Anti-Inflammatory Medications to Keep on Hand at Horse Farms and Stables

It helps to have medications on hand so you can administer something based on your veterinarian’s advice if he or she doesn't feel the need to see your horse on an urgent basis.

There are many drugs that target the inflammatory cycle in horses. Some are good to keep on hand at horse farms or stables for use with veterinary advice. Thinkstock

Many horse owners know from first-hand experience that horses are prone to musculoskeletal trauma with attendant lumps and bumps that can start a cycle of pain and lameness. Colic is another situation that is sometimes pain-related due to intestinal inflammation. Fortunately, there are many drugs available that target the inflammatory cycle. It is always a good idea to have your veterinarian evaluate the exact reason for your horse’s discomfort before pulling anything out of the medicine cabinet.

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Yet, it helps to have medications on hand so you can administer something based on your veterinarian’s advice if he or she doesn’t feel the need to see your horse on an urgent basis. The potential options of anti-inflammatory drugs that can be used on a horse are many in number. Let’s look at a few of these and how they are best used.

Non-Steroidal Anti-Inflammatory Drugs (NSAIDs)

NSAIDs are the most commonly used medications to help control inflammation. These work by blocking the prostaglandin cycle that is part of the inflammatory cascade. Examples of these medications include: a) Phenylbutazone (“bute”); b) Flunixin meglumine (Banamine); c) Ketoprofen; and d) Firocoxib (Equioxx). Others used less often include aspirin (for ophthalmic problems) and meclofenamic acid (for musculoskeletal issues).

The first three in this group exert effects on both COX-1 and COX-2 inflammatory components and thereby have additional and potentially adverse effects on stomach, colon and kidney function. This occurs due to their interference with the “good” prostaglandins that produce protective mucus for the lining of the gastrointestinal tract. Firocoxib is considered a COX-2-only NSAID, meaning that it doesn’t interfere with the gastrointestinal prostaglandins to the same extent as the others.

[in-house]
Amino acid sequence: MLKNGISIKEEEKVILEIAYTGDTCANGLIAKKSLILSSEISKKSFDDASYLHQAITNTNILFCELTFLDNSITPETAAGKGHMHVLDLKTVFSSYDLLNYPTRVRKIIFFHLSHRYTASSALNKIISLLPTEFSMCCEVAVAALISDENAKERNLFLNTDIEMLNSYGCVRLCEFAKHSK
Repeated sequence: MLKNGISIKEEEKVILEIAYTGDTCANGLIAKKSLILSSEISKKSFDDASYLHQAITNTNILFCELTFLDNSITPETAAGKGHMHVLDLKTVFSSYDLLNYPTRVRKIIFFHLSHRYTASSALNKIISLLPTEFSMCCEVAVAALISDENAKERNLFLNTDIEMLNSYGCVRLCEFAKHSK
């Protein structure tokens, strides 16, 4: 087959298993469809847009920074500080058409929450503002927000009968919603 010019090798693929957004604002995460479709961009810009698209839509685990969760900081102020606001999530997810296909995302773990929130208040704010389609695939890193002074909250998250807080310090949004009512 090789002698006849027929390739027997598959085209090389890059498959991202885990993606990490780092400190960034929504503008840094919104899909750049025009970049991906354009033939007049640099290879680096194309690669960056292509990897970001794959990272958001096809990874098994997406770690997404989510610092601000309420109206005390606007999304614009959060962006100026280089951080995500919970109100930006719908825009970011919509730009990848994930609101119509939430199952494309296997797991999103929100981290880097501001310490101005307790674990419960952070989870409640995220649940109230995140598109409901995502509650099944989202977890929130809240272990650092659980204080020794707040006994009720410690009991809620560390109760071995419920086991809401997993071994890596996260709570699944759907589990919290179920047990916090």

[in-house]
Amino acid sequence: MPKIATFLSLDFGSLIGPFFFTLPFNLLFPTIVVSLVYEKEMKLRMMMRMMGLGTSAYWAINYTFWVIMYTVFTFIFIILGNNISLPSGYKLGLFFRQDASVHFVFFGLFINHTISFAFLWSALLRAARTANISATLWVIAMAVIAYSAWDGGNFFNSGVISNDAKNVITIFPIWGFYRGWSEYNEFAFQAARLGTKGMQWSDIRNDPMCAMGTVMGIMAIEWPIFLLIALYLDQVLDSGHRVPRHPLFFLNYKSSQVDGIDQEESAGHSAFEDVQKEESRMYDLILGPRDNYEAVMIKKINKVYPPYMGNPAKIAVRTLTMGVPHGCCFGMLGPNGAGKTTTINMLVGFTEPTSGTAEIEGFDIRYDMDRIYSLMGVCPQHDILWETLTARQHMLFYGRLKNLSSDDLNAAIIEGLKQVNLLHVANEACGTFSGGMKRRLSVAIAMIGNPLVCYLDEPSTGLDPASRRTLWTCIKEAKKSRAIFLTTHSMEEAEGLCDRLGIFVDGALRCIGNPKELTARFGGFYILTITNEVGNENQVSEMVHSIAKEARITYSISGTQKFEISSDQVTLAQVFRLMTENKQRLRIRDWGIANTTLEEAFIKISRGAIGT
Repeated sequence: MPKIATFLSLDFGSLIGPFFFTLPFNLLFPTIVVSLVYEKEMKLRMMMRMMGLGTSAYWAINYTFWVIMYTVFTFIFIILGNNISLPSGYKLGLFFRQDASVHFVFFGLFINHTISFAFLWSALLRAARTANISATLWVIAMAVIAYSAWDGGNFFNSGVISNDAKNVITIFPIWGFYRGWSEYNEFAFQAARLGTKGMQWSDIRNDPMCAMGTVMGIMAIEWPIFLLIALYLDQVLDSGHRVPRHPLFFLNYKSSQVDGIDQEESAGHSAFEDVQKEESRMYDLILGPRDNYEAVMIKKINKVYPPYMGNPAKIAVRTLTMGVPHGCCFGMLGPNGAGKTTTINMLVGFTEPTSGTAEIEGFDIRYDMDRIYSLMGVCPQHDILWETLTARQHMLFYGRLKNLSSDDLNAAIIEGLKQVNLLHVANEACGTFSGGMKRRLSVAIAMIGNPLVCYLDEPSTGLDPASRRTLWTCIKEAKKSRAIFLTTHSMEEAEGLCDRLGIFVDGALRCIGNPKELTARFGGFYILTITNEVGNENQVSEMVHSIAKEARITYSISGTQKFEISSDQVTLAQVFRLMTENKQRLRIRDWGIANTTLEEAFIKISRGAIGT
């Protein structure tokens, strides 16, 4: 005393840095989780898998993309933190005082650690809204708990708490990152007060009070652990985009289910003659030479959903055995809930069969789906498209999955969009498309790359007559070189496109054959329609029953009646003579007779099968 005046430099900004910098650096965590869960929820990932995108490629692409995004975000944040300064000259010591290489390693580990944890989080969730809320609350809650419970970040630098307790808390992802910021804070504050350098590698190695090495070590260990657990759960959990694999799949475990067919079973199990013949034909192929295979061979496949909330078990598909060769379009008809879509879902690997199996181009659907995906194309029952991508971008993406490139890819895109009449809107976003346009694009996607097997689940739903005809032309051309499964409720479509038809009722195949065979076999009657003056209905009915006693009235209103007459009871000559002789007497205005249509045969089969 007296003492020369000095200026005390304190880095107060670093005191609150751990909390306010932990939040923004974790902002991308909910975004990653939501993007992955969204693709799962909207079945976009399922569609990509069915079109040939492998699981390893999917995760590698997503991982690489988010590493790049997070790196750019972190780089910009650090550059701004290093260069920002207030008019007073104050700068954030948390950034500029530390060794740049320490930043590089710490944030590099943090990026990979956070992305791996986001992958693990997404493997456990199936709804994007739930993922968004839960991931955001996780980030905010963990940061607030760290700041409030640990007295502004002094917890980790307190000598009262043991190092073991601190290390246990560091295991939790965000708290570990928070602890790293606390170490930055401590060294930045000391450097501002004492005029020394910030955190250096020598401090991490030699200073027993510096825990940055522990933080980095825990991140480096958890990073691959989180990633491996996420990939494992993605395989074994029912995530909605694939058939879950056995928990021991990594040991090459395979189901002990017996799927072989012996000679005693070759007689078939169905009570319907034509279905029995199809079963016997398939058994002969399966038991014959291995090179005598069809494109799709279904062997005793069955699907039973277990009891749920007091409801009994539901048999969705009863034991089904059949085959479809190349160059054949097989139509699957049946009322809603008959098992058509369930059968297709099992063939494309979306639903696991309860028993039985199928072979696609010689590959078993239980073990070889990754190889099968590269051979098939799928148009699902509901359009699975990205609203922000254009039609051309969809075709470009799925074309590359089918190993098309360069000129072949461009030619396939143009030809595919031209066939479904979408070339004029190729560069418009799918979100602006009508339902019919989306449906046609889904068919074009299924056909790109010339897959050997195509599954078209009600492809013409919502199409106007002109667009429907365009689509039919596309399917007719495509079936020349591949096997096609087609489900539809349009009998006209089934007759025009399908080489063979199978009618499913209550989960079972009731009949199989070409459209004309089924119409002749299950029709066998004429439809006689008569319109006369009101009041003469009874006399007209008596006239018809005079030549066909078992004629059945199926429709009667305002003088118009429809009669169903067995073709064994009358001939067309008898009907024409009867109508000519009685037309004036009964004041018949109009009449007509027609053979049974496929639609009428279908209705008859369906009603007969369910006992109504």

Corticosteroids (“steroids”) have potent anti-inflammatory actions. However, they also reduce the native immune response so are best used for acute conditions like insect hypersensitivity, hives, shock, an attack of chronic obstructive airway disease (heaves) or snake bite. Common examples of useful steroids you might have on hand are dexamethasone and prednisolone.

Joint Products

A well-accepted joint product that exerts anti-inflammatory effects is the intramuscular polysulfated glycosaminoglycan called Adequan. Another joint product given intravenously to assist with managing joint pain and lameness is hyaluoronate (Legend).

Topical Anti-Inflammatory Medications

DMSO (dimethyl sulfoxide) is a potent anti-inflammatory drug that can be applied topically to a swollen area to help reduce pain and inflammation. Beware that some horses experience skin irritation from DMSO.

Surpass (diclofenac sodium) cream is an FDA-approved topical NSAID that has the ability to penetrate the skin to the area beneath to exert local anti-inflammatory effects, particularly for osteoarthritis. Gloves should be worn to avoid direct skin contact when applying.

The Armamentarium

Other medications that you might be familiar with are not necessarily anti-inflammatories, but rather specifically target pain pathways: Dipyrone, capsaicin and acetaminophen, as some examples. 

Take-Home Message

The drugs discussed above are specifically useful to have in your first aid kit to combat inflammation. Each has its own set of adverse effects, so it is important to always consult with your veterinarian before use. 






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